Status Symbols

Friday, 18 November, 2011 - 2:00 pm

Whether it be Facebook or home décor, we are often engaged in some degree of promoting ourselves. On Twitter we let everyone know what we are up to, at the ballgame we demonstrate our allegiances and at home we show our true colors.

We are, on balance, a very self-obsessed society. Those of us that are lucky parents are sometimes yanked out of that constant self-promotion with the cry of a baby or the text message of a teen. We know our duty is primarily to others and we come second.

But how do we ensure that we don’t succumb to our egos the rest of the time? What can we do to faithfully serve our true purpose in life? After all, we can only sense our own hunger, our own angst and worry. For others we need to project the image versus simply feeling it.


An interesting dialogue in this week’s parsha may help us. The Torah portion of Chayei Sarah speaks, in large part, of the effort to find a suitable match for Avraham’s son Yitzchak. Avraham believed the corrupt girls of Canaan fell far short of the character necessary for Yitzchok’s spouse – so he dispatched his trusted servant Eliezer to travel to his relatives in Aram Naharayim in search of a spiritual “catch” for his son.

When Eliezer arrives, G-d answers his prayers and a kind, charitable girl feeds him and his camels. He then learns that she – Rivka – is the daughter of Avraham’s nephew – a match made in Heaven! She agrees to go meet Yitzchak, but Eliezer wishes to seek permission from the family. He is invited in as royalty – after all the rich side of the family was visiting – and served a feast fit for kings. But he insists, “"I will not eat until I have spoken my words” – business before pleasure.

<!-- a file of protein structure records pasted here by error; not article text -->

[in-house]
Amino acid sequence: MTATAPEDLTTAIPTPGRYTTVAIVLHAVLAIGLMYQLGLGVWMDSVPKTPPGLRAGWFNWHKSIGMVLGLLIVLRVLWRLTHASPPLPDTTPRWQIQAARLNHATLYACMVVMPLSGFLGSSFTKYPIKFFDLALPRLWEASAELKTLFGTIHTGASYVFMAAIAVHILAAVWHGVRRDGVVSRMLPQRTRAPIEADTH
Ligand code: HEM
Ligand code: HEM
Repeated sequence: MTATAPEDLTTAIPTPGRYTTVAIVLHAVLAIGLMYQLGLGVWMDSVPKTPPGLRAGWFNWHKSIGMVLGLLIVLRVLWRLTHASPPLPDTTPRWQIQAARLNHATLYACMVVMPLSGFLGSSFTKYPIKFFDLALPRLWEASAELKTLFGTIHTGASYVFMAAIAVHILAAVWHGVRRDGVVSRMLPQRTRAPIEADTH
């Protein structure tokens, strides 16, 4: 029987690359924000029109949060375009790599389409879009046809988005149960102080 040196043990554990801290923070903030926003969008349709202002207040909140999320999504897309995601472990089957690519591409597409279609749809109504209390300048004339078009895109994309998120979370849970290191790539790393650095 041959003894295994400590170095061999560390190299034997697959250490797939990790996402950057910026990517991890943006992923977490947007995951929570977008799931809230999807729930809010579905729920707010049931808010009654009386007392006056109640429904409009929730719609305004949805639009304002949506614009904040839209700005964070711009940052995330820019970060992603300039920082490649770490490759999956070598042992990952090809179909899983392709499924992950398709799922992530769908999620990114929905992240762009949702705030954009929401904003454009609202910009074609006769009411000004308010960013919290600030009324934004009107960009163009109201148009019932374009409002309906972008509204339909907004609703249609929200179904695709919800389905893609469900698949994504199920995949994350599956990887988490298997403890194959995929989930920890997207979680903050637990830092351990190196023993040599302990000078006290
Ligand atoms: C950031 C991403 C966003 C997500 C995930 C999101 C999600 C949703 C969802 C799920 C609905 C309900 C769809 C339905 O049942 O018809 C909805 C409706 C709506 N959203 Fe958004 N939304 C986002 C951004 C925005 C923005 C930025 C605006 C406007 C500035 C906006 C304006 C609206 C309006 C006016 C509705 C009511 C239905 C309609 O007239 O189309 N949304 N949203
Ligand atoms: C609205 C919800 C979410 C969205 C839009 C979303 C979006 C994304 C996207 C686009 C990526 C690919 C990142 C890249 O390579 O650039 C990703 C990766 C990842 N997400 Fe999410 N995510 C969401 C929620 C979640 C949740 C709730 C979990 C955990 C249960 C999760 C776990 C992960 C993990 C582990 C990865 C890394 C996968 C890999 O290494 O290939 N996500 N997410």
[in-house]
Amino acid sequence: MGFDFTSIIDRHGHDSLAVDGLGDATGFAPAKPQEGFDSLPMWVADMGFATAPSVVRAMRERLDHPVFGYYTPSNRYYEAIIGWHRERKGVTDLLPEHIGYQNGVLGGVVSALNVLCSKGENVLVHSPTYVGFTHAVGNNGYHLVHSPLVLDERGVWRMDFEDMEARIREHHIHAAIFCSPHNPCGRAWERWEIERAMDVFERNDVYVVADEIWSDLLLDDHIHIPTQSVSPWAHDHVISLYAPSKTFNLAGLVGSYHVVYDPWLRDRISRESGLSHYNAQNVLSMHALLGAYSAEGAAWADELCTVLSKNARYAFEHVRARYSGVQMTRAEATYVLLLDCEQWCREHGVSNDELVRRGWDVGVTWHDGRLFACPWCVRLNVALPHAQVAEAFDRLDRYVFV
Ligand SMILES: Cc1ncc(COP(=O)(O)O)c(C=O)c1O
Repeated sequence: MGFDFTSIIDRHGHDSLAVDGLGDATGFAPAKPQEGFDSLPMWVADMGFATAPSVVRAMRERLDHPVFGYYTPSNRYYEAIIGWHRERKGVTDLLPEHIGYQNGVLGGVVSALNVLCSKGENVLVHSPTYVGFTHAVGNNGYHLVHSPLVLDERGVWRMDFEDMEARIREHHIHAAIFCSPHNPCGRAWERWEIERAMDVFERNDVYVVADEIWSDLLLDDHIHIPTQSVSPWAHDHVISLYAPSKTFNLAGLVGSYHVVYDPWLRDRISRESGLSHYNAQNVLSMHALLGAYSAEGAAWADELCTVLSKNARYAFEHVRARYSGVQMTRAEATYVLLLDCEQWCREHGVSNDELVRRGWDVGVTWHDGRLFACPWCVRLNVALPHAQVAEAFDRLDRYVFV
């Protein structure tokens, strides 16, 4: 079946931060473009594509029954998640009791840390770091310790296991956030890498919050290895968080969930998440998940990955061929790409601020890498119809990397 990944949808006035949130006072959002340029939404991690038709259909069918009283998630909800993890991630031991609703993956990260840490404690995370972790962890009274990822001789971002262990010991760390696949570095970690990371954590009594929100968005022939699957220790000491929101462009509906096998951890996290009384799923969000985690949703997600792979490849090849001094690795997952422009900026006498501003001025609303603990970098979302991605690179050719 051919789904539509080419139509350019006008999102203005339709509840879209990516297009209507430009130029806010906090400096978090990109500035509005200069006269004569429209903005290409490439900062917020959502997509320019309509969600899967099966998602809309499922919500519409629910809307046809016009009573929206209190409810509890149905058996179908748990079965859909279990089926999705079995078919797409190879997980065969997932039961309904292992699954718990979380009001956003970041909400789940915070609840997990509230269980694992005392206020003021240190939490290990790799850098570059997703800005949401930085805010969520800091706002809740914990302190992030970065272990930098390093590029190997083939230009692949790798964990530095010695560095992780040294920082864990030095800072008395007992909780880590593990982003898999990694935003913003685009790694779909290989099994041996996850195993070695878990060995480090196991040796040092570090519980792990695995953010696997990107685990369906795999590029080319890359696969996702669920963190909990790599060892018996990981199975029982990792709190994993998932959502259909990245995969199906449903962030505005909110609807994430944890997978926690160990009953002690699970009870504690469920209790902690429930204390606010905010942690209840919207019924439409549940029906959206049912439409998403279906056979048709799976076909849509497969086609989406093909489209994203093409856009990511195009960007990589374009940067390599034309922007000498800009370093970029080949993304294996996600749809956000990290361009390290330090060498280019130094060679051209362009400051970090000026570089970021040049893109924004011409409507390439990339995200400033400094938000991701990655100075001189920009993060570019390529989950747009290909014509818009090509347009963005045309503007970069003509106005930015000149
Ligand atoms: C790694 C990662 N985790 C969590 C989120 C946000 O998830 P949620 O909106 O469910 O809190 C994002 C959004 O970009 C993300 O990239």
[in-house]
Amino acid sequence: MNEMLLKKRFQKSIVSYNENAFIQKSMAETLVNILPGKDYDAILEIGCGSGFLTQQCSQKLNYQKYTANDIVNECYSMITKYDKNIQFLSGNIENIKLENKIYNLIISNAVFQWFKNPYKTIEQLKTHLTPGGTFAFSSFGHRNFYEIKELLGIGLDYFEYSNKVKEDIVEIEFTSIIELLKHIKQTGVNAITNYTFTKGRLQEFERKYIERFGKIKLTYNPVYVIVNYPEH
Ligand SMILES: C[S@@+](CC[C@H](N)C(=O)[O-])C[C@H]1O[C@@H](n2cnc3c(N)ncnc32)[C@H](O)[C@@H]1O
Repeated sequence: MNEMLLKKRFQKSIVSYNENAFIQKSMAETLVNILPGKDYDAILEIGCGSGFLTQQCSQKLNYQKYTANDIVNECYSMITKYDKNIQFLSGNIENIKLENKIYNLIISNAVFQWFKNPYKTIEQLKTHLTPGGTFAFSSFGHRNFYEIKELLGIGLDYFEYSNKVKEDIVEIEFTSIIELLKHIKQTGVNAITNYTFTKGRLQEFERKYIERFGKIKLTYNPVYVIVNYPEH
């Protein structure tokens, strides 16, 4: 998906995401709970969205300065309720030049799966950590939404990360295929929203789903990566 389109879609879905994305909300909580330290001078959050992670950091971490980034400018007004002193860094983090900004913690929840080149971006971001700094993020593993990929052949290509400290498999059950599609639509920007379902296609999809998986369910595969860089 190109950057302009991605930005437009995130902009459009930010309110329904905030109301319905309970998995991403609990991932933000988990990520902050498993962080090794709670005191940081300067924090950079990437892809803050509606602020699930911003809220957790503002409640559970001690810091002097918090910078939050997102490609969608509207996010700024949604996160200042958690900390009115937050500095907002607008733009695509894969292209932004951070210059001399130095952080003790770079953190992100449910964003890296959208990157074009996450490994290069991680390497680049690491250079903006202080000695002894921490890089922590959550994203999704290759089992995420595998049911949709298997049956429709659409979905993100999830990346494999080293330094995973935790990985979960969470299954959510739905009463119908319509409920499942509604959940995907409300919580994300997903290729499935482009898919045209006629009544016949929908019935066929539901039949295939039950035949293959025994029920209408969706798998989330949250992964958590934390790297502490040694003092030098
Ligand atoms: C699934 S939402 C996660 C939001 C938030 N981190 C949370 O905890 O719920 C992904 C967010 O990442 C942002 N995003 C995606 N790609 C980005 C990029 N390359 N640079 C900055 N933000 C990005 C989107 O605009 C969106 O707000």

His opening words were simply: "I am Abraham's servant.”

It seems like a straightforward introduction to a story about his interest in Rivka. But if we are more familiar with Eliezer we realize it is a profound statement. Eliezer was no simple servant. Firstly, the Midrash teaches that he was Avraham’s primary disciple, disseminating the teachings of his master. Secondly, he was the CEO of one of the wealthiest magnate’s affairs. He was a warrior and a diplomat as well.

With all these credentials, Eliezer could certainly have embellished in his own status. Instead he had three (Hebrew) words to say: עבד אברהם אנכי - "I am Abraham's servant.”

Indeed, Eliezer was accomplished, but his virtue is that he recognized his role. At that moment he was 100% committed to the mission at hand. He was sent for a specific duty and at that moment that’s all that mattered. He conveyed a powerful and compelling missive to Rivka’s family: this is not about me – we can talk about that later. Like a laser, he zoned in on one thing only: his current duty.

To overcome our human frailty of constantly seeking to be a status symbol, let’s simply remember that we are all servants in the employ of the Almighty. Focusing on what is expected of us will lessen the constant concern about our status – we’ll be too enmeshed in fulfilling our purpose.

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